a·ban·doned /əˈbændənd/ 形容詞
自棄的, 自甘墮落的, 放蕩的, 被拋棄的
A·ban·don v. t. [imp. & p. p. Abandoned p. pr. & vb. n. Abandoning.]
1. To cast or drive out; to banish; to expel; to reject. [Obs.]
That he might . . . abandon them from him. --Udall.
Being all this time abandoned from your bed. --Shak.
2. To give up absolutely; to forsake entirely ; to renounce utterly; to relinquish all connection with or concern on; to desert, as a person to whom one owes allegiance or fidelity; to quit; to surrender.
Hope was overthrown, yet could not be abandoned. --I. Taylor.
3. Reflexively: To give (one's self) up without attempt at self-control; to yield (one's self) unrestrainedly; -- often in a bad sense.
He abandoned himself . . . to his favorite vice. --Macaulay.
4. Mar. Law To relinquish all claim to; -- used when an insured person gives up to underwriters all claim to the property covered by a policy, which may remain after loss or damage by a peril insured against.
Syn: -- To give up; yield; forego; cede; surrender; resign; abdicate; quit; relinquish; renounce; desert; forsake; leave; retire; withdraw from.
Usage: To Abandon, Desert, Forsake. These words agree in representing a person as giving up or leaving some object, but differ as to the mode of doing it. The distinctive sense of abandon is that of giving up a thing absolutely and finally; as, to abandon one's friends, places, opinions, good or evil habits, a hopeless enterprise, a shipwrecked vessel. Abandon is more widely applicable than forsake or desert. The Latin original of desert appears to have been originally applied to the case of deserters from military service. Hence, the verb, when used of persons in the active voice, has usually or always a bad sense, implying some breach of fidelity, honor, etc., the leaving of something which the person should rightfully stand by and support; as, to desert one's colors, to desert one's post, to desert one's principles or duty. When used in the passive, the sense is not necessarily bad; as, the fields were deserted, a deserted village, deserted halls. Forsake implies the breaking off of previous habit, association, personal connection, or that the thing left had been familiar or frequented; as, to forsake old friends, to forsake the paths of rectitude, the blood forsook his cheeks. It may be used either in a good or in a bad sense.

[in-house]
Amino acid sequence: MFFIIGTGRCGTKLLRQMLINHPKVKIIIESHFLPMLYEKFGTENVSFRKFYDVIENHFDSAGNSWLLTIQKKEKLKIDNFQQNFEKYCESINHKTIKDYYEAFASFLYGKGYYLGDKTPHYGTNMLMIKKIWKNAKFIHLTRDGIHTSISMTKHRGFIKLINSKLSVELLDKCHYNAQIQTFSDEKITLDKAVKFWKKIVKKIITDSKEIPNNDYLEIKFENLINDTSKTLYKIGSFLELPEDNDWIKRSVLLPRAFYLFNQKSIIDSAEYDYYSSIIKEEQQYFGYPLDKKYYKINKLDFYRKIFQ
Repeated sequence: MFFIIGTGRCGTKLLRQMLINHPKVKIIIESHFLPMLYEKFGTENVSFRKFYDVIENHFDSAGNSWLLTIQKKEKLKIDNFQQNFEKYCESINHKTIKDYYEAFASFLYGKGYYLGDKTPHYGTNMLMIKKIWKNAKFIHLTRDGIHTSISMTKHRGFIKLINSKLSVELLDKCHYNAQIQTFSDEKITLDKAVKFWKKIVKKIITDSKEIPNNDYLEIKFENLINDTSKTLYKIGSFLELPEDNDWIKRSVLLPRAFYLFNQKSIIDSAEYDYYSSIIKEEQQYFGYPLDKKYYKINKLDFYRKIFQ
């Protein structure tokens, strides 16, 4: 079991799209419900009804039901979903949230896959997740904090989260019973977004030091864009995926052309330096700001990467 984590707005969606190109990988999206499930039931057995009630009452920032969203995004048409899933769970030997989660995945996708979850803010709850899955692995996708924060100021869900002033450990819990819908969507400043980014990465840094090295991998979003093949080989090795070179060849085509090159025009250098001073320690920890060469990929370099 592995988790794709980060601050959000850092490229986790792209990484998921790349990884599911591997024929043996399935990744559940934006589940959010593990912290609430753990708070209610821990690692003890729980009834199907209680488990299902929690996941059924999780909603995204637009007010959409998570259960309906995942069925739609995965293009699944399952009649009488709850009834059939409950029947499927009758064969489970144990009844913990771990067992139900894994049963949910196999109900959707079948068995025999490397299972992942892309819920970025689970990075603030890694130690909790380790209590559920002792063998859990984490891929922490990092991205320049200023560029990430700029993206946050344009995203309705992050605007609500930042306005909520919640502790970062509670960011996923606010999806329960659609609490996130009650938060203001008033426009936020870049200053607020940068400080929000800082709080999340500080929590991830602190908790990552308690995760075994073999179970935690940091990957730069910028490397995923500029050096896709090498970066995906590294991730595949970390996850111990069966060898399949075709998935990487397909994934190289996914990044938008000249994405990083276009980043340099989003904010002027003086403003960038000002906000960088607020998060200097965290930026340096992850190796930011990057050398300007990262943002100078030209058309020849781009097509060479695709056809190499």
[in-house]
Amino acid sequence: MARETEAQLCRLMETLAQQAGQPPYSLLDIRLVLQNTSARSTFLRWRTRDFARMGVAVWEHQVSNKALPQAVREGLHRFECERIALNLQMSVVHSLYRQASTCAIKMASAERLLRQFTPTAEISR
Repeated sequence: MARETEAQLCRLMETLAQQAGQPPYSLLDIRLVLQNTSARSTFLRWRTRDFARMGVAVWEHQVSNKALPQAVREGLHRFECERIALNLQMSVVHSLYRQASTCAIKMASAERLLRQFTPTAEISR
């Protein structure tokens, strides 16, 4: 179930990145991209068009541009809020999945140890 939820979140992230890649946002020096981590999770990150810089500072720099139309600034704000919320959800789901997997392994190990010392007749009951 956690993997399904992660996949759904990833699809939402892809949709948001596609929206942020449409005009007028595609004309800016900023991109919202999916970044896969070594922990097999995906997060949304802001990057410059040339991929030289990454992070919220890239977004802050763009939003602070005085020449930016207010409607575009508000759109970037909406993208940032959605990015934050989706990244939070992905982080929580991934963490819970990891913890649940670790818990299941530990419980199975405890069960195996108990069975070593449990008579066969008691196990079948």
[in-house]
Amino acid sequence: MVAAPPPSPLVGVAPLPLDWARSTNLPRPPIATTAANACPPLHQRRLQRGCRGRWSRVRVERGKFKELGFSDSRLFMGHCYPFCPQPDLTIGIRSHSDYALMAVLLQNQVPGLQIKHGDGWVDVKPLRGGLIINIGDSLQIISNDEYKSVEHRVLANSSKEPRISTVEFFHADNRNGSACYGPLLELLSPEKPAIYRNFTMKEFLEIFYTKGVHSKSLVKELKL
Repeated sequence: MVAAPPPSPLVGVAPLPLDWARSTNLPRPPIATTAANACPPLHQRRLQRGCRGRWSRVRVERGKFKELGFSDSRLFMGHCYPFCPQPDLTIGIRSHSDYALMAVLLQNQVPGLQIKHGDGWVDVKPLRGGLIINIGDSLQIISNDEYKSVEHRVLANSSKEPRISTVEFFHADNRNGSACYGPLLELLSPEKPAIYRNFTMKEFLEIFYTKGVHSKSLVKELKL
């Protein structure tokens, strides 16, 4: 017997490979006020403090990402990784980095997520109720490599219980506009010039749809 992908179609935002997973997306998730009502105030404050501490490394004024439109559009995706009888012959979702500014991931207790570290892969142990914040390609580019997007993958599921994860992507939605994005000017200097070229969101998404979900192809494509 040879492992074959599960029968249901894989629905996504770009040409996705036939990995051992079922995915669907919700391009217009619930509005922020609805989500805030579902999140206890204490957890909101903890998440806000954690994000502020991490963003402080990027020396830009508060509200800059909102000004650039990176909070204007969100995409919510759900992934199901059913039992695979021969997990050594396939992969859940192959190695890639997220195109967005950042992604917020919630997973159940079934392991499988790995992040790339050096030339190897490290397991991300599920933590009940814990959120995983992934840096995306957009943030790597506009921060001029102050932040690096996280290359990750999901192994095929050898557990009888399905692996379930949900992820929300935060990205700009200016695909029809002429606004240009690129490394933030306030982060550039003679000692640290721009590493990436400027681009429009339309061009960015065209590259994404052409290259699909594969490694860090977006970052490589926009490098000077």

1. Forsaken, deserted. “Your abandoned streams.”
2. Self-abandoned, or given up to vice; extremely wicked, or sinning without restraint; irreclaimably wicked ; as, an abandoned villain.
Syn: -- Profligate; dissolute; corrupt; vicious; depraved; reprobate; wicked; unprincipled; graceless; vile.
Usage: Abandoned, Profligate, Reprobate. These adjectives agree in expressing the idea of great personal depravity. Profligate has reference to open and shameless immoralities, either in private life or political conduct; as, a profligate court, a profligate ministry. Abandoned is stronger, and has reference to the searing of conscience and hardening of heart produced by a man's giving himself wholly up to iniquity; as, a man of abandoned character. Reprobate describes the condition of one who has become insensible to reproof, and who is morally abandoned and lost beyond hope of recovery.
God gave them over to a reprobate mind. --Rom. i. 28.
adj 1: no longer inhabited; "weed-grown yard of an abandoned
2: left desolate or empty; "an abandoned child"; "their
deserted wives and children"; "an abandoned shack";
"deserted villages" [syn: deserted]
3: free from constraint; "an abandoned sadness born of grief"-